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Eric D. Freed, An Individual, and Freed & Weiss LLC, An Illinois Limited Liability Company v. Jpmorgan Chase Bank

August 13, 2012


The opinion of the court was delivered by: Judge Feinerman


Eric D. Freed, an attorney, and Freed & Weiss LLC, a law firm, brought this suit against JPMorgan Chase Bank, N.A., alleging a single count of civil conspiracy to commit fraud under Illinois law. The case arises from a dispute between Freed and Paul M. Weiss, an attorney who owns or owned the LLC along with Freed. Freed alleges that Weiss plotted to exclude him from control of the LLC and to convert its assets to his own use, an allegation Freed is pursuing in a suit he filed against Weiss in Illinois state court. Freed v. Weiss, 2011 CH 41529 (Cir. Ct. Cook Cnty., Ill. filed Dec. 5, 2011). This case concerns what Freed claims to be Chase's involvement in the alleged Weiss plot.

Chase has moved to dismiss pursuant to Federal Rule of Civil Procedure 12(b)(6). Chase argues that neither plaintiff is entitled or empowered to bring this suit, the reasons being that the conspiracy claim belongs to the LLC and not to Freed individually, and that Freed lacks authority to cause the LLC to sue without Weiss's consent. And putting aside whether either plaintiff properly can bring this suit, Chase argues that the amended complaint fails to adequately allege a conspiracy claim. The motion to dismiss is granted, though Plaintiffs are given an opportunity to replead.


The amended complaint's well-pleaded factual allegations, though not its legal conclusions, are assumed to be true at this juncture. See Munson v. Gaetz, 673 F.3d 630, 632 (7th Cir. 2012); Reger Dev., LLC v. Nat'l City Bank, 592 F.3d 759, 763 (7th Cir. 2010). In evaluating a motion to dismiss, the court must consider "the complaint itself, documents attached to the complaint, documents that are critical to the complaint and referred to in it, and information that is subject to proper judicial notice." Geinosky v. City of Chicago, 675 F.3d 743, 745 n.1 (7th Cir. 2012). The court also must consider additional facts set forth in Plaintiffs' opposition brief or supported by attachments to the brief, so long as those facts "are consistent with the pleadings." Ibid. The following sets forth the facts as favorably to Plaintiffs as permitted by the amended complaint and other materials that may be considered on a Rule 12(b)(6) motion. It bears mention that many of the facts are in dispute in Freed's state court case against Weiss.

Freed and Weiss were the two members and managers of the LLC. Doc. 13 at ¶¶ 2, 4, 9. Under their partnership agreement, Freed was entitled to 53% of the LLC's profits, and Weiss was entitled to the other 47% until (Freed asserts) Weiss voluntarily terminated from the LLC. Ibid.; Doc. 13-1 at 21. Weiss's wife, Jamie Saltzman Weiss ("Saltzman"), is an employee of the LLC. Doc. 13 at ¶ 5. Beginning as early as 2008, Weiss and Saltzman concocted a scheme to unlawfully cut Freed out of the LLC's management and ownership. Id. at ¶ 8. They planned to do this by taking control of the LLC's finances, moving the LLC's bank accounts from Bank of America to another bank where Freed would lack signatory authority over the funds, and freezing Freed out of the LLC's operations by excluding him from its premises and computer system. Ibid.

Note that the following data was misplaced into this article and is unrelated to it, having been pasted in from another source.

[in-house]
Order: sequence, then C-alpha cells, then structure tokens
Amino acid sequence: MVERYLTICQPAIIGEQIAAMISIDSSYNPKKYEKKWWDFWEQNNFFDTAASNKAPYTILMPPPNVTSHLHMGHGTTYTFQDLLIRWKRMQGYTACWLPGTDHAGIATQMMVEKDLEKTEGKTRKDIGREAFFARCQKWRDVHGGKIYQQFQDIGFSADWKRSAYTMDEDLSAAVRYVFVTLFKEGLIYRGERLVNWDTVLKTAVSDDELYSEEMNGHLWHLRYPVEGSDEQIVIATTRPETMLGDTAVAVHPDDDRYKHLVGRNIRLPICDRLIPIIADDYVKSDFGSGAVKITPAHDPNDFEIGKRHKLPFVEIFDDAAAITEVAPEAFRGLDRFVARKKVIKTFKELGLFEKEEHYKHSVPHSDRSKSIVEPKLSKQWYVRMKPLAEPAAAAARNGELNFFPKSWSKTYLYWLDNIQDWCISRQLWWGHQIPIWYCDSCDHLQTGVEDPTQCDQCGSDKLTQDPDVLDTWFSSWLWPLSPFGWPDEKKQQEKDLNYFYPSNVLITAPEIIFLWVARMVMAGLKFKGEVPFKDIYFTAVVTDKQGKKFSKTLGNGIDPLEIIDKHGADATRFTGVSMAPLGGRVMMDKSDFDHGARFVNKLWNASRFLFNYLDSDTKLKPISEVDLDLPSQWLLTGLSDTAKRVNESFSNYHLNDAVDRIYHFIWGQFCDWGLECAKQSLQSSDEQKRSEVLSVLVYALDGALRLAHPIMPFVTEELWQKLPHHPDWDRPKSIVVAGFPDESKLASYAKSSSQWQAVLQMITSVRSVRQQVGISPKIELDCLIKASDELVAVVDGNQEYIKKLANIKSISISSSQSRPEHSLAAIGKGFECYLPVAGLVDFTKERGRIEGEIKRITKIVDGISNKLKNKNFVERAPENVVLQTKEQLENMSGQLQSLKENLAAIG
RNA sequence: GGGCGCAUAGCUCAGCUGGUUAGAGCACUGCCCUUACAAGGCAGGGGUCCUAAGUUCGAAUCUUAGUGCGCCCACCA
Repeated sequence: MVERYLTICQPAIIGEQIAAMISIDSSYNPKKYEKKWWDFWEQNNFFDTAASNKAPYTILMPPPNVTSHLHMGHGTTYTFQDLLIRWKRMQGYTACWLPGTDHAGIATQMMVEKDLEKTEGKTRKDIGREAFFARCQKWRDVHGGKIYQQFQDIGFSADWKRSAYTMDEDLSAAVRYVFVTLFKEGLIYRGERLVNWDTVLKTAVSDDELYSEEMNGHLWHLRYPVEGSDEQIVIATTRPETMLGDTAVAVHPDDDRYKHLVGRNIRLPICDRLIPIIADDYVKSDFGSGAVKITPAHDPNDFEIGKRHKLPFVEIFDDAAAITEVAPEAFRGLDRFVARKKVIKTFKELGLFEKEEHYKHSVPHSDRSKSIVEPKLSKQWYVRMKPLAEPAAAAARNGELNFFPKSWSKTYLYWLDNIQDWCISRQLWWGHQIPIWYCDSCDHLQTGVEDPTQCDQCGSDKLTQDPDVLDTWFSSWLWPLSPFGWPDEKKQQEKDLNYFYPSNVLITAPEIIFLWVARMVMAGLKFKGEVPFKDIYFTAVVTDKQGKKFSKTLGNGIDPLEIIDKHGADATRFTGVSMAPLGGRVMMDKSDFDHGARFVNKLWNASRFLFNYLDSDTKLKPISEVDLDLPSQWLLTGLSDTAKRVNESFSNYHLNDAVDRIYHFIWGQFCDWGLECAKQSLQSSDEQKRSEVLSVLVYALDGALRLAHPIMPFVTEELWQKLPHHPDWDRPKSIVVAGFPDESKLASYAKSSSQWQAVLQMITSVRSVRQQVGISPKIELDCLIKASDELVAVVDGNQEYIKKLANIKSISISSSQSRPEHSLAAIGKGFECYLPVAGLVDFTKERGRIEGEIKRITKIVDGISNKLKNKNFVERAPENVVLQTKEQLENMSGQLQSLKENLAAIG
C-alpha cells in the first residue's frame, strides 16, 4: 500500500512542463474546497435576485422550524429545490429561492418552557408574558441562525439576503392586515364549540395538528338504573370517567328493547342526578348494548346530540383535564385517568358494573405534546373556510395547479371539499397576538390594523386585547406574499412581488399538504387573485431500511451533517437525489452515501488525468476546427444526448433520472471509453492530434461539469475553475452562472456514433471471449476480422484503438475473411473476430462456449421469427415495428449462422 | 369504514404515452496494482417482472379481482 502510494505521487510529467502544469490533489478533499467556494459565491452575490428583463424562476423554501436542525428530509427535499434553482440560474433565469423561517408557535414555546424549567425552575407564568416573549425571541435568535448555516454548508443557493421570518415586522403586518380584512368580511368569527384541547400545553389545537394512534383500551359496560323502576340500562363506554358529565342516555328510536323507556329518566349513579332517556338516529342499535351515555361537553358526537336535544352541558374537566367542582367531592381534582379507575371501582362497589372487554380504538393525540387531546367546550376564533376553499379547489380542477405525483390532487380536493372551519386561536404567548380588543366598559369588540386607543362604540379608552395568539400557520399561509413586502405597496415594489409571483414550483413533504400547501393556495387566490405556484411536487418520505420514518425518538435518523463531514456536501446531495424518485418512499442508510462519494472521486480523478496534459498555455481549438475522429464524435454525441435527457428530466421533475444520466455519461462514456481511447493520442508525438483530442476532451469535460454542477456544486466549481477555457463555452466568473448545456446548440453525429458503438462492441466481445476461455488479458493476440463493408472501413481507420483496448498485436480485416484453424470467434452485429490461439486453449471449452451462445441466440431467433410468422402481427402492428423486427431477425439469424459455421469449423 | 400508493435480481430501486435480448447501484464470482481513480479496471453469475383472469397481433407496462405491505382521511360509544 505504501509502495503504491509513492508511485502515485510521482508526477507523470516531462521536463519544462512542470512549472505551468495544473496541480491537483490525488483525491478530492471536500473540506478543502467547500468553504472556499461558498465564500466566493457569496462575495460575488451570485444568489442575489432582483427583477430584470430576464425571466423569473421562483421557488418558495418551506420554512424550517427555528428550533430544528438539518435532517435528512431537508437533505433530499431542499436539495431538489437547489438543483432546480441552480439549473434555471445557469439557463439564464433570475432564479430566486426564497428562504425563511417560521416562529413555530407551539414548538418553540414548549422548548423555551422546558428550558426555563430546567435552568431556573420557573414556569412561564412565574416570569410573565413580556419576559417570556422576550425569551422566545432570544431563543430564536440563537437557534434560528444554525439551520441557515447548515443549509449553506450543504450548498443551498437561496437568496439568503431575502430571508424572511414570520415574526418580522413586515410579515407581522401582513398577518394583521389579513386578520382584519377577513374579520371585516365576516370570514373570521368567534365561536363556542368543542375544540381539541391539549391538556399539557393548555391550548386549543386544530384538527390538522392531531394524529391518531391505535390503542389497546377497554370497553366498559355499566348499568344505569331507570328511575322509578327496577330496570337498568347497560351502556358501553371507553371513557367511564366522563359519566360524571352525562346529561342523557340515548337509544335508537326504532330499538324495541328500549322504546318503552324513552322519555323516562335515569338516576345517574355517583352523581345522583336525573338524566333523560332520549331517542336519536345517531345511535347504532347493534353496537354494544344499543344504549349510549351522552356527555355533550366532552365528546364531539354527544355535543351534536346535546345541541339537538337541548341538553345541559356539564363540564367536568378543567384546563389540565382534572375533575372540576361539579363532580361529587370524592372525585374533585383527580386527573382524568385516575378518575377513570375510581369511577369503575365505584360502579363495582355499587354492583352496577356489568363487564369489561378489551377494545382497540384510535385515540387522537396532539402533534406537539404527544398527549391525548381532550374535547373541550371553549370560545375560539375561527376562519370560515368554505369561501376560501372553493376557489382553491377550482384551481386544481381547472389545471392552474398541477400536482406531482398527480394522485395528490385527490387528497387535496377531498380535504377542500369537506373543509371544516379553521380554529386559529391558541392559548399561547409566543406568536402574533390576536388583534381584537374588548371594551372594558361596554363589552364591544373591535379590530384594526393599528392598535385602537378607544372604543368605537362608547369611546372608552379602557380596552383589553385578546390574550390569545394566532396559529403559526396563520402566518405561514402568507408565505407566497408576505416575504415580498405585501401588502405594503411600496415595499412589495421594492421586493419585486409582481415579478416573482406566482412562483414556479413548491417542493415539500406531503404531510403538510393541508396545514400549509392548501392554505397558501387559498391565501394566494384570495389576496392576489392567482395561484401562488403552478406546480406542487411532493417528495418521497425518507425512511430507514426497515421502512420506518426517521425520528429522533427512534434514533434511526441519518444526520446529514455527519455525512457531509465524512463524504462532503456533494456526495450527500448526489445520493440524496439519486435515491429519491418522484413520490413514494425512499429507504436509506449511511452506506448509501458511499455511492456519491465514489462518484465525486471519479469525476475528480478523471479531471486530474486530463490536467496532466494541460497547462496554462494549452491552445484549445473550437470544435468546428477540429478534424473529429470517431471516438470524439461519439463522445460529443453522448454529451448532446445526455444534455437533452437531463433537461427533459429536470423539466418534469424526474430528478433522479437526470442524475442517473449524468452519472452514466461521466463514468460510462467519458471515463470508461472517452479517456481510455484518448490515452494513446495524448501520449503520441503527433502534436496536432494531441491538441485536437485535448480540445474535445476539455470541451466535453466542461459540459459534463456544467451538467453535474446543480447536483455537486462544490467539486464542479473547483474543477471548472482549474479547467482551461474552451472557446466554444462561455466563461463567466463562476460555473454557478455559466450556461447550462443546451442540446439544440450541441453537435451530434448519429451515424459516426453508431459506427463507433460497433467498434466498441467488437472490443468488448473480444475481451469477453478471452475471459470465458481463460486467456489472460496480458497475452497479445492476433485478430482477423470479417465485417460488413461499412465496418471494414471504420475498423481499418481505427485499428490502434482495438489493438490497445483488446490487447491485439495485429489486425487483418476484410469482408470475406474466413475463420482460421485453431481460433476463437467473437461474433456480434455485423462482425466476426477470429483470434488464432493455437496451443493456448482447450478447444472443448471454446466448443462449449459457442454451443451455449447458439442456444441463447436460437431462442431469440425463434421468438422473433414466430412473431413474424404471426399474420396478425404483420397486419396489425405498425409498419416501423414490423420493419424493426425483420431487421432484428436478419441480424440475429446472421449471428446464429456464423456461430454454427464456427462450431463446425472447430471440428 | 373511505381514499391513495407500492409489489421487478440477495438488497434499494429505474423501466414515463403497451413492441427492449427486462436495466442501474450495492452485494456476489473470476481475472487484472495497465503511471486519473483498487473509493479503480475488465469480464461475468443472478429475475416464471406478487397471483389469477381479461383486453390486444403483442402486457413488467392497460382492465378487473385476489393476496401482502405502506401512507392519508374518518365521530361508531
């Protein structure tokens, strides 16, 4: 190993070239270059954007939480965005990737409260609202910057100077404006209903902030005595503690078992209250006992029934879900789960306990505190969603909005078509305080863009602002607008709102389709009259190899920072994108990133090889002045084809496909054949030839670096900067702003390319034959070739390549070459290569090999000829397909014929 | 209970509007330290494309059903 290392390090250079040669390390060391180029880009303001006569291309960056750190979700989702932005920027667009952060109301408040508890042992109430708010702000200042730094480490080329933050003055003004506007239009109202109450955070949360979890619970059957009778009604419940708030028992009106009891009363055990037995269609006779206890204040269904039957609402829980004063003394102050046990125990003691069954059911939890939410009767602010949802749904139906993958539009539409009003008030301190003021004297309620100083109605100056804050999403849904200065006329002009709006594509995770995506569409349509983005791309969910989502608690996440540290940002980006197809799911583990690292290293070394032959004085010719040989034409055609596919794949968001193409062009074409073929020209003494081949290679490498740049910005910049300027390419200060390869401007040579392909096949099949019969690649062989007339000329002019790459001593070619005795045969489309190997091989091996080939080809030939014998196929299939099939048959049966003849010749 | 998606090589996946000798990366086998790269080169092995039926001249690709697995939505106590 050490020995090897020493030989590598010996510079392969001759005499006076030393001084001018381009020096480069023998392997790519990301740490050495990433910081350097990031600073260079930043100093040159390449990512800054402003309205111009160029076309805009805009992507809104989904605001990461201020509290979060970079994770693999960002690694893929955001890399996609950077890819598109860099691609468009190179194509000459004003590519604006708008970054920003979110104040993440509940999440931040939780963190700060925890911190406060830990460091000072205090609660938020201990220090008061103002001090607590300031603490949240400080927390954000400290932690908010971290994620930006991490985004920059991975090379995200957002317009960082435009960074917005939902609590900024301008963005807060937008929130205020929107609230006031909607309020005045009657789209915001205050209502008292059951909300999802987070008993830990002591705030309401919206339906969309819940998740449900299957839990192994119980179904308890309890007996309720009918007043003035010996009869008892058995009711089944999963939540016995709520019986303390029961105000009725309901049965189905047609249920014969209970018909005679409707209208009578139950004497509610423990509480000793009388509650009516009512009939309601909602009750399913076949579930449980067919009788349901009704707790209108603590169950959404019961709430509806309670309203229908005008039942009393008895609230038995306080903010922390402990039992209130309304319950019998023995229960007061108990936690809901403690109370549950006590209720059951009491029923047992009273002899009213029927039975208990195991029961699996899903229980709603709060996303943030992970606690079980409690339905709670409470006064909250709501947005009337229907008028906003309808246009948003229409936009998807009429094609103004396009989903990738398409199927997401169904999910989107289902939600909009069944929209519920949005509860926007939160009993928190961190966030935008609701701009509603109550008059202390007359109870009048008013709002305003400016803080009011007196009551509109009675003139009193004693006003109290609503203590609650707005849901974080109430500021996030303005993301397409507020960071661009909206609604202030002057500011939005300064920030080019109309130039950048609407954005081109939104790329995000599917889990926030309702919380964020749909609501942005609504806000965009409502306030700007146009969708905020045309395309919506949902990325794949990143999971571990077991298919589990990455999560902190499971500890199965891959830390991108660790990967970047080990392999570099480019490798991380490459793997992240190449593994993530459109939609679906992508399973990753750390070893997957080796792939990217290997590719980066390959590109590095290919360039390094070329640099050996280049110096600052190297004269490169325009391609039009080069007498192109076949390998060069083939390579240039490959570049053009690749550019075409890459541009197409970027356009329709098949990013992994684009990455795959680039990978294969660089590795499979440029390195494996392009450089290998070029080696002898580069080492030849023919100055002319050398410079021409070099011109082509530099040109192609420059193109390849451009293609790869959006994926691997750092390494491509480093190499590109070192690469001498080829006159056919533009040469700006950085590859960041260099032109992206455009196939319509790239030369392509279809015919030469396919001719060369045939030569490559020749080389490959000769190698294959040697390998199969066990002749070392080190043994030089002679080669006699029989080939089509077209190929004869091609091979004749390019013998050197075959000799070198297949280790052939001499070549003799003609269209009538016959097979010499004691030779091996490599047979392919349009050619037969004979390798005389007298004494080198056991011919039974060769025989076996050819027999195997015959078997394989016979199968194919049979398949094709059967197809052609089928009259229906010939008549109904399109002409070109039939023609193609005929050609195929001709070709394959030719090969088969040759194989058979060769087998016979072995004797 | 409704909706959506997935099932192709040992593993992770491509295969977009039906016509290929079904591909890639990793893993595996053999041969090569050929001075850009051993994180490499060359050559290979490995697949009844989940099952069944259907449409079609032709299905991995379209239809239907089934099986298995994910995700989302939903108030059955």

Weiss and Saltzman settled on Chase as the destination for the LLC's funds. Id. at ¶ 9. They opened two accounts there, using fraudulent documents to convince Chase that they had authority to move the LLC's funds. Id. at ¶¶ 9-22. Plaintiffs allege that Chase failed to undertake due diligence in accepting Weiss's fraudulent documents and that even a simple investigation would have uncovered the fraud. Id. at ¶¶ 11, 18, 20, 22. Plaintiffs do not allege that Chase was actually aware of or sought to advance Weiss's plan at the time Weiss opened the accounts and transferred the funds to Chase.

In 2011, Freed sought to withdraw from the LLC some money he had previously loaned it. Id. at ¶ 23. Weiss construed this as a "voluntary withdrawal" by Freed from the LLC, and put into action his plan to block Freed from accessing the LLC's property, computer system, and bank accounts. Ibid. Weiss transferred the LLC's funds from Bank of America to the accounts he and Saltzman had opened at Chase. Id. at ¶ 24. Freed responded by sending Chase a letter asserting his legal authority over the LLC's funds and demanding that Chase immediately freeze the accounts Weiss had opened. Id. at ¶ 25; Doc. 13-1 at 29-32. Instead of complying, Chase (acting through an employee) contacted Weiss, alerted him to Freed's freeze demand, advised Weiss that the funds likely would be frozen in response to the demand, and aided Weiss in removing the funds before the accounts could be frozen by helping him obtain a $750,000 cashier's check and move the rest of the funds to another bank. Doc. 13 at ¶ 26. Several weeks later, the same Chase employee helped Weiss arrange to move other funds, which were then about to be deposited in the Chase accounts, to another bank. Id. at ¶ 27.